Things my Opa said

This post inspired by V.J.’s Weekly Challenge #40:
Things my father (or any male of influence growing up) said.

 

 

opa 59
Opa visiting his grandchildren
circa 1959

 

Are we here to eat or play cards?
You haven’t got a ghost of a chance.
Throw one away you won’t have so many.
Don’t bend the tickets!
Punt!

Discharge!! 

 

Card games: May I…Pinochle…Hearts…
Always accompanied by my grandfather’s litany of patter. To keep squirmy card players at attention. Snack crumbs to a minimum. Playing cards unbent. Always with a smile; however small, tugging at the corner of his mouth. The corner not clamped tight on a lit Pall Mall. The smile winning out at the last directive – discharge in lieu of discard – to get a rise out of my mother who was predictably horrified every time. Snickering ensued amongst the rest of us. Every time.

My grandfather – Opa – was a talker. A rabid card player. And so was I.

He did not offer endless pieces of advice…but a few come to mind:


The Ticket

I was 21 and had just started seriously dating the man I eventually married 3 years later. I was home that March on my college spring break…and spent a weekend visiting Opa and Oma. As we shared a booth waiting for pizzas at a local restaurant, he sat directly across from me. Oma was on my right. The conversation shifted from his questions about my nutrition classes…to questions about my romantic boyfriend. Who had sent a dozen yellow roses. To me. At their house…FTD!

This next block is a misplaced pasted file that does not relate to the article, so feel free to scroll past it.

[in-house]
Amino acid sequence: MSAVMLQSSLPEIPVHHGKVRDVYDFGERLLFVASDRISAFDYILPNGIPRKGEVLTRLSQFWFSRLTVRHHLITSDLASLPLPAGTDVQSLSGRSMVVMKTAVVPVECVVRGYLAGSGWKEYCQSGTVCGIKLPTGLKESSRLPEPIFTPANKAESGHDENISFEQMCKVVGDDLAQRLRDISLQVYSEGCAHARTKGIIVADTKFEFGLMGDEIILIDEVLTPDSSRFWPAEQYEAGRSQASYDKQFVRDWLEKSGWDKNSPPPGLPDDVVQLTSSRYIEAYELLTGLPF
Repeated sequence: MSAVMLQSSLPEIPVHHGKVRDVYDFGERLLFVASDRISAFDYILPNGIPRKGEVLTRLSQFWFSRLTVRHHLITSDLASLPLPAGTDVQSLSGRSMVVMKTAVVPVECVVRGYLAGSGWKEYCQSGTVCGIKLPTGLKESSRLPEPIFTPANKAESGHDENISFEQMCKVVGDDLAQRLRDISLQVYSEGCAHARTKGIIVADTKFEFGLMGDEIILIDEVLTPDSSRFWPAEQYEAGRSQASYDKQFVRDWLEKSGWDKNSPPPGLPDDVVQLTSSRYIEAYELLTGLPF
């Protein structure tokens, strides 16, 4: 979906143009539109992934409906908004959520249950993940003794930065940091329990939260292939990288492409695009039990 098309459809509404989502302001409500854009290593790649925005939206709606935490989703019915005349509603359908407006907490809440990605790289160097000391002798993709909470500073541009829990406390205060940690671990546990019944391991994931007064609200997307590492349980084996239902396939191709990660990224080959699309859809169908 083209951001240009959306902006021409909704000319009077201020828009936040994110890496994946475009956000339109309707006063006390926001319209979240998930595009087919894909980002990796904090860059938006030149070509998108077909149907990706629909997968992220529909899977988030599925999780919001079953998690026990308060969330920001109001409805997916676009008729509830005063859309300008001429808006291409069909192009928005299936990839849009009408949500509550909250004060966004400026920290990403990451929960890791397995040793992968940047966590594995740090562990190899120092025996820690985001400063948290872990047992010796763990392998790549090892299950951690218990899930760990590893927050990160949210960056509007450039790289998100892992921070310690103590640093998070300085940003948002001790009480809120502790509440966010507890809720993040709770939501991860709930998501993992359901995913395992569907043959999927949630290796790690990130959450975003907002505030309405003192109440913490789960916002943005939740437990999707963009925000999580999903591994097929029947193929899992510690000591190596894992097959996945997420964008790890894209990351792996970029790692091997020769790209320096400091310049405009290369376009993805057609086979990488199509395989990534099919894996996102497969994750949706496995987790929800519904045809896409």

What does he do? He’s a musician…
Uh, huh…?  He’s going to be a music teacher when he graduates this year.

Okay that’s good. Opa’s expression at this point relaxed somewhat, but remained neutral. I suspected he was hoping I was in love with someone who would earn lots of money. Obviously that wasn’t going to happen. Never mind what my career would bring…but I was a year away from graduation at that point.

And then he got to it…
Shifting in his seat, he leaned forward. Looked straight at me, his glasses sliding down his nose.

His blue eyes bored into mine.

Honey.
Remember This.
Wait For The Ticket.

Immediately Oma kicked him under the table. Muttered his name in a warning.

Waiting for my reply, he repeated:

Wait For The Ticket.

Never breaking his gaze. Uncharacteristically serious.
I nodded. Not really embarrassed, I kept my reaction as noncommittal as possible.
He didn’t want me to repeat his history.


Breastfeeding Is Best

Opa was beyond excited at the prospect of becoming a great grandfather. When I was expecting my first child, he would check in with me every so often to ask about my health. And plans for the baby. Including what the baby’s diet would be. I told him I was planning to exclusively breastfeed. He was thrilled. Your Oma breastfed your mother for a year!

He was one of the first people I called when my daughter was born. His first words…after congratulating me…were:

If You Breastfeed Her For The First Year Everything Will Be Fine!

And she was.

opa & K 1983008
Opa & his great granddaughter
1983

 

 

19 thoughts on “Things my Opa said

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